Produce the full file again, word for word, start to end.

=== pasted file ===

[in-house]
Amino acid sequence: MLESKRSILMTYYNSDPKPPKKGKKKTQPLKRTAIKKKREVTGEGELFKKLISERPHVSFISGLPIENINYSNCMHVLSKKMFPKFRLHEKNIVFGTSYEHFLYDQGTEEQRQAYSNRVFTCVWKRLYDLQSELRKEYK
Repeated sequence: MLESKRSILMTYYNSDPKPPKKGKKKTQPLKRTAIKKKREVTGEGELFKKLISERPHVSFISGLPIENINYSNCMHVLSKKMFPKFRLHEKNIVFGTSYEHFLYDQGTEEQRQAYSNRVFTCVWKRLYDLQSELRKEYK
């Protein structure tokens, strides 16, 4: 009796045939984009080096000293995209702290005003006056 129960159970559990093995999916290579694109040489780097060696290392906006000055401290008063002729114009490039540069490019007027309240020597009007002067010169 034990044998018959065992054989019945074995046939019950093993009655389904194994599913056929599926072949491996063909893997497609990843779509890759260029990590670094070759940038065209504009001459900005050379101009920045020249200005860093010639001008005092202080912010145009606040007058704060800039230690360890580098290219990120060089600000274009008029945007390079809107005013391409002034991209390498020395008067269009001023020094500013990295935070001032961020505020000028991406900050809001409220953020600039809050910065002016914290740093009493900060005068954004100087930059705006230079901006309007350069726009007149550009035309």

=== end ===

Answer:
[in-house]
Amino acid sequence: MLESKRSILMTYYNSDPKPPKKGKKKTQPLKRTAIKKKREVTGEGELFKKLISERPHVSFISGLPIENINYSNCMHVLSKKMFPKFRLHEKNIVFGTSYEHFLYDQGTEEQRQAYSNRVFTCVWKRLYDLQSELRKEYK
Repeated sequence: MLESKRSILMTYYNSDPKPPKKGKKKTQPLKRTAIKKKREVTGEGELFKKLISERPHVSFISGLPIENINYSNCMHVLSKKMFPKFRLHEKNIVFGTSYEHFLYDQGTEEQRQAYSNRVFTCVWKRLYDLQSELRKEYK
């Protein structure tokens, strides 16, 4: 009796045939984009080096000293995209702290005003006056 129960159970559990093995999916290579694109040489780097060696290392906006000055401290008063002729114009490039540069490019007027309240020597009007002067010169 034990044998018959065992054989019945074995046939019950093993009655389904194994599913056929599926072949491996063909893997497609990843779509890759260029990590670094070759940038065209504009001459900005050379101009920045020249200005860093010639001008005092202080912010145009606040007058704060800039230690360890580098290219990120060089600000274009008029945007390079809107005013391409002034991209390498020395008067269009001023020094500013990295935070001032961020505020000028991406900050809001409220953020600039809050910065002016914290740093009493900060005068954004100087930059705006230079901006309007350069726009007149550009035309």